While clogged catalytic converters are the most common cause of failure, they can also fail in a variety of other ways. The honeycomb structure inside the cat can completely melt away, leaving the cat hollow. When a cat completely hollows out, there are usually no symptoms other than a check engine light for a bad O2 sensor reading. However, your car will still fail emissions because the exhaust air is not properly cleaned.

Catalytic Converter Clog Symptoms

  • Misfires in the cylinders
  • Idling of the engine is rough.
  • Increased exhaust gas or engine temperatures
  • Engine light on (O2 sensor or air-to-fuel ratios)
  • Inadequate fuel economy
  • Emissions test failure

As previously stated, symptoms of bad catalytic converts are most likely to appear when your cat is clogged and not completely burned through. Outside of a check engine light, there will be fewer symptoms if it completely burns.

Furthermore, if your catalytic converter is badly clogged, you will notice performance issues such as loss of power, lack of acceleration, and hesitation while accelerating.

1) Cylinder Failures

When a cat clogs, exhaust gases are returned to the combustion chamber. This extra air throws off the air-to-fuel ratios, which can eventually lead to cylinder misfires. These misfires can then clog the cat further by sending unburned fuel into the cat.

2) Uneven Engine Idling

Rough idling is another possible symptom of increased backpressure. Misfires or fuel pockets burning in the wrong order can cause rough idling.

Too much backpressure from a clogged cat can even cause the car to stall while idling. This is usually caused by far too much air in the combustion chamber to ignite the fuel.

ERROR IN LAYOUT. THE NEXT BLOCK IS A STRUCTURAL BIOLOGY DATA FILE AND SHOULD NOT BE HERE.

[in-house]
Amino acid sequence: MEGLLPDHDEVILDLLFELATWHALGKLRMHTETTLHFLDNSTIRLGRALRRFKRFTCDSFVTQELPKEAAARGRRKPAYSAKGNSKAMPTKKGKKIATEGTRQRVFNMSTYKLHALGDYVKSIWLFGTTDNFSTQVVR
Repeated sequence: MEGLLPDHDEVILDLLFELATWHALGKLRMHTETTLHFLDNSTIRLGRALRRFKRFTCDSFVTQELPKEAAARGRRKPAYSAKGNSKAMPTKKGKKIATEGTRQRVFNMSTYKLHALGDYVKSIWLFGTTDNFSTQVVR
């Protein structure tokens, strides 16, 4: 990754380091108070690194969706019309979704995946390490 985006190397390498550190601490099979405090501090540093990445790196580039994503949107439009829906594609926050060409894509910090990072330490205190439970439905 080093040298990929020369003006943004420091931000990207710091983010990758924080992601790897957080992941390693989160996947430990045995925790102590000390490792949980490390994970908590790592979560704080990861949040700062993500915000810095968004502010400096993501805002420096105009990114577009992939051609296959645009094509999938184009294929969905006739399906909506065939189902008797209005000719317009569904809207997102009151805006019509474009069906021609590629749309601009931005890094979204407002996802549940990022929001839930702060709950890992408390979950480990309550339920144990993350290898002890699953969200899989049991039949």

3) Enhanced EGTs

You may notice an increase in temperatures if you have an exhaust gas temp gauge (EGT) in your car. Exhaust gas is extremely hot, and recycling it back into the cylinder can raise engine temperatures and, as a result, exhaust gas temperatures.

4) O2 Sensors / Check Engine Light

Failed cats can also cause the O2 sensors to fail. Furthermore, the O2 sensors are in charge of monitoring the efficiency of the cats, so a failing cat will result in a check engine light for bad O2 sensor readings.

Misfires or lean air-to-fuel ratios can also cause a check engine light to illuminate.

5) Inadequate Fuel Economy

The ignition system will send more fuel into the combustion chamber to compensate for more air in the chamber. This will result in increased fuel consumption and lower gas mileage. However, you are unlikely to notice more than a 1-2mpg decrease, making this symptom difficult to detect unless you meticulously track your mileage and driving habits.

6) Negative Emissions Test Results

Finally, a faulty catalytic converter will result in a failed emissions test. However, this can also be affected by the type of emissions test you receive. If you’re not throwing any engine codes, you might be able to pass an OBD-II test. You will, however, fail a tail-pipe test.

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Overall, driving with a faulty catalytic converter is illegal, so whether or not you pass emissions, it should be replaced. You may also notice foul-smelling exhaust gases coming from your tailpipe, which may alert cops to a bad cat or a lack of cats.

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How to Identify a Faulty Catalytic Converter

Unfortunately, the symptoms of a faulty catalytic converter are very similar to those of a variety of other engine problems. Aside from a rattling noise and a bad exhaust smell, there are two ways to diagnose a bad catalytic converter.

  • Vacuum Gauge Examination
  • Take out the O2 Sensors
  • Backpressure Examination

Vacuum Gauge Examination

Vacuum is produced by all combustion engines. Remember in middle school science class when they taught you how to siphon water? Vacuuming is similar, but it uses air. Engines suck air in through the intake due to the vacuum pressure created by the engine.